Training Gender Responsive

Gender responsive programming for girls and women based on the Amicus Radius model for girls

If you or your organization is interested in bringing an Amicus training on gender responsive programming for women and girls to your organization or area, contact Kathleen DuChene or 612-348-8570. The following are just samples of what trainings on this topic might look like- trainings are created and adapted to match the needs of participants and program.

Training: “From Gender Theory to Responsive Practice: Making Your Job Easier”

Amicus, in partnership with the Minnesota Corrections Association (MCA), conducted a training on January 23rd, 2009 in St. Peter , MN and on March 19th in Tower, MN. The training, entitled “From Gender Theory to Responsive Practice: Making Your Job Easier”, was a success! Over 100 people from corrections, community organizations, and various other professions participated. The training focused on how to work more effectively with females in the system. Throughout the training, participants explored ideas on gender, using a strengths-based lens, research and its applications, being aware of trauma and how to respond, and relationship-building with female offenders. Below are comments from a few of the participants:

“You have changed my perspective on how I see female offenders.”

“Terrific training, Great examples of complex concepts. Trainers showed how care and relationship can be incorporated into most settings. Very insightful. I don’t know if it was these trainers and/or Amicus in general, but I thought the blending of “relationship” with the realities of the work environment was effectively communicated.”

“In the end, this approach [taught in the training] will make a true difference and is cost effective.”

Under the Radius Training Grant, Amicus continues to develop and hold trainings for corrections professionals related to working with females in the system through a gender-responsive, relationship-based approach.

Training: “It’s All About the Relationship”

On May 19th, 2009 in Duluth, MN, Amicus presented a training entitled, “It’s All About the Relationship – forming safe, healthy relationships as the first step in helping adolescents achieve goals and function in society.” The training focused on the following topic areas: Gender, strengths-based services, relationship-building, grief and trauma, historical trauma and cultural compentency. Key topics include:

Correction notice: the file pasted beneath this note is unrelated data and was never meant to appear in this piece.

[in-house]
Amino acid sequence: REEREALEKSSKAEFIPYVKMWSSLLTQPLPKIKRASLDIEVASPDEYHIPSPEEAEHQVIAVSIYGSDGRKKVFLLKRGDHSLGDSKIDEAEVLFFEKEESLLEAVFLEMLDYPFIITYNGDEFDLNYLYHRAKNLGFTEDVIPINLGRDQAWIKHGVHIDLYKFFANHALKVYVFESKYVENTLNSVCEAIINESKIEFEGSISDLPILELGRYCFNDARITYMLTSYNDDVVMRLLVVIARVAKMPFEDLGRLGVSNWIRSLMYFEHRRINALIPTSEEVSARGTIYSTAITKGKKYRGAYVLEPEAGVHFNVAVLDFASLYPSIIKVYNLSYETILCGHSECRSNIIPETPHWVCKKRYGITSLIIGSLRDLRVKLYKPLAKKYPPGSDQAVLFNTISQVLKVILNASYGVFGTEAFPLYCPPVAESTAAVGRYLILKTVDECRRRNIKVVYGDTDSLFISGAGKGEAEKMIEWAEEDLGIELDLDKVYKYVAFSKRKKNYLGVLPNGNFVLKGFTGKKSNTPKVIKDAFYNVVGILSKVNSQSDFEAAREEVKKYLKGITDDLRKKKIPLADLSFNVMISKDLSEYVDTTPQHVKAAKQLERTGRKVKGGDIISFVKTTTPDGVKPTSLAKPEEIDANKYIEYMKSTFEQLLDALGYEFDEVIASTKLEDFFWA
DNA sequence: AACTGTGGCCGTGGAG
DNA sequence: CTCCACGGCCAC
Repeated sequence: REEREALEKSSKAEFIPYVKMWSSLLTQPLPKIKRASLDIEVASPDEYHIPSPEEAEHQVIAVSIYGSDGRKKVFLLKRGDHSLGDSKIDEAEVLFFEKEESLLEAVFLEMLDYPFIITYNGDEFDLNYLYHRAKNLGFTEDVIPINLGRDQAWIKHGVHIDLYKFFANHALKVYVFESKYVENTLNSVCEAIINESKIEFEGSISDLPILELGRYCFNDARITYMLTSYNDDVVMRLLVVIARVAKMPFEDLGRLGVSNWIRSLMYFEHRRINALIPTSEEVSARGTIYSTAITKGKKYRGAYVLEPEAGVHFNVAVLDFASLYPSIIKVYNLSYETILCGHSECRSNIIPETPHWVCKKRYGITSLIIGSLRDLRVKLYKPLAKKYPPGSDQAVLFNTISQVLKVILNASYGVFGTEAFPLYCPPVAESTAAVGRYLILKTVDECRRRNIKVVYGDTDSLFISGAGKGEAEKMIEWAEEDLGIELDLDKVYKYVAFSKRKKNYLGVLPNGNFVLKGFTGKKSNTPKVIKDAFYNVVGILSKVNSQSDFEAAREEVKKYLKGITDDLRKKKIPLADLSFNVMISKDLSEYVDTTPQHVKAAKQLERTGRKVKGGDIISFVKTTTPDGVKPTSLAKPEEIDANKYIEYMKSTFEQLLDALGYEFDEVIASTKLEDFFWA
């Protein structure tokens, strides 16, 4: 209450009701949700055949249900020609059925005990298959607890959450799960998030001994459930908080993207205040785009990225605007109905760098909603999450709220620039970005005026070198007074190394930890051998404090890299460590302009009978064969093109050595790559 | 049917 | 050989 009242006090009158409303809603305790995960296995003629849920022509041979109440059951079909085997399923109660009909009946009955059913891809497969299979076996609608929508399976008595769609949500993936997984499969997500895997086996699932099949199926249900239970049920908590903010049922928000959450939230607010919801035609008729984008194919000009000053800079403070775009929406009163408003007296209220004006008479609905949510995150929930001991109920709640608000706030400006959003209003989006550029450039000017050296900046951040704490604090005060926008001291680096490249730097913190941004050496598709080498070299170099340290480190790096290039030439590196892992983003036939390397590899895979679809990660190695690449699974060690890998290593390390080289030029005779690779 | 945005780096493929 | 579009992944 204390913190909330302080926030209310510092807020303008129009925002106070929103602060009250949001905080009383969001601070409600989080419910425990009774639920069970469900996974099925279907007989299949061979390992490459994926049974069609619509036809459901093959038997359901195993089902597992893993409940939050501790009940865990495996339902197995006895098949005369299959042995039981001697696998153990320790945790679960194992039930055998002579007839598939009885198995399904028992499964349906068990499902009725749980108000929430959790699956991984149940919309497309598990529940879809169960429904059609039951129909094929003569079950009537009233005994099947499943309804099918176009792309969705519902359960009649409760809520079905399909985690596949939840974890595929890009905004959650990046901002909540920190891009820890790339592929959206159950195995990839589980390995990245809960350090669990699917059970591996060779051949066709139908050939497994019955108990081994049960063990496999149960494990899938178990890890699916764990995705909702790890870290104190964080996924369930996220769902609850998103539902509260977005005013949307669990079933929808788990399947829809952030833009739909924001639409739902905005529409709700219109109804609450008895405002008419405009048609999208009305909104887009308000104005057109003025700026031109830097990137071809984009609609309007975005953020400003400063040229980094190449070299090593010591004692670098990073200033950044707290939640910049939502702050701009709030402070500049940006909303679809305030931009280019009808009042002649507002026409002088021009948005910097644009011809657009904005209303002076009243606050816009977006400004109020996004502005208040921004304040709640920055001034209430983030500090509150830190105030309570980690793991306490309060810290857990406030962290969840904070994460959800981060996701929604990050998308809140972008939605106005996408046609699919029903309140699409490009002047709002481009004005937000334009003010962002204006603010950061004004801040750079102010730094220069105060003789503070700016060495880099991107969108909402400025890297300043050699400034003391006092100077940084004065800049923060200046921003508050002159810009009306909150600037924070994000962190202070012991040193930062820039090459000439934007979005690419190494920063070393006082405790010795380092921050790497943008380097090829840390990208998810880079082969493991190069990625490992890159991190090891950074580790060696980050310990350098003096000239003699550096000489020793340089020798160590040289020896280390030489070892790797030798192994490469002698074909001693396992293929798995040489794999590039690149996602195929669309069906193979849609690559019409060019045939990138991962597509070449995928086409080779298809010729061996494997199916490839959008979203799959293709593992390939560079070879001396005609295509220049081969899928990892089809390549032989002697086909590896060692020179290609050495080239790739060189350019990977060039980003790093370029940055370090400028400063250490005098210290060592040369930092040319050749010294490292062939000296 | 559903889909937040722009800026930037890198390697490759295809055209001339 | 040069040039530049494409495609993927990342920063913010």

Gender-Boys, Girls, or Both?

Though males and females are more the same than they are different, males and females are sometimes better served with different approaches. During this session, participants learned about and discussed:

  • Girls and boys and the different expectations and “rules” that society places upon them
  • Research-based information on the neurological and physiological differences between the male and female genders as well as their different developmental processes

Strengths-based Services

What does adolescent treatment look like to be strengths-based? Aspects of this session included:

  • Exploration of how our culture becomes accustomed to negative assumptions about adolescents and particularly adolescents who are in treatment
  • A look into the mind of a troubled teen defined by his/her offense or diagnosis
  • Practice in re-framing and re-defining ourselves and the adolescents we work with through a strengths-based lens

Relationship-Building Tips

Relationship-building is the key to making our work with adolescents more effective, not to mention easier. During this session, participants learned, brainstormed, practiced, and discussed:

  • Some “how-to’s” in the all-important business of building strong relationships with adolescents under challenging circumstances

Grief and Trauma

An overwhelming amount of adolescents have experienced and are experiencing grief and trauma. We need to be aware of how we can best work with adolescents given this fact. This session focuses on the following:

  • Definitions and the differences between grief and trauma
  • Explanations of the short and longterm impacts of trauma
  • Exercises to support and bring out the experiences of survivors
  • Discussion of a trauma-informed program-what does it look like?

Historical Trauma/Cultural Competency

Historical trauma and cultural competency have been buzz words for awhile now, but what exactly do they mean, and how does it affect our work? This session explores the following:

  • Discussion of new research concerning historical trauma and its implications for our culture and its institutions.
  • Acknowledgement of white privilege and how this plays out in our work.
  • Discussion using case studies to examine “real life” situations and culturally competent responses.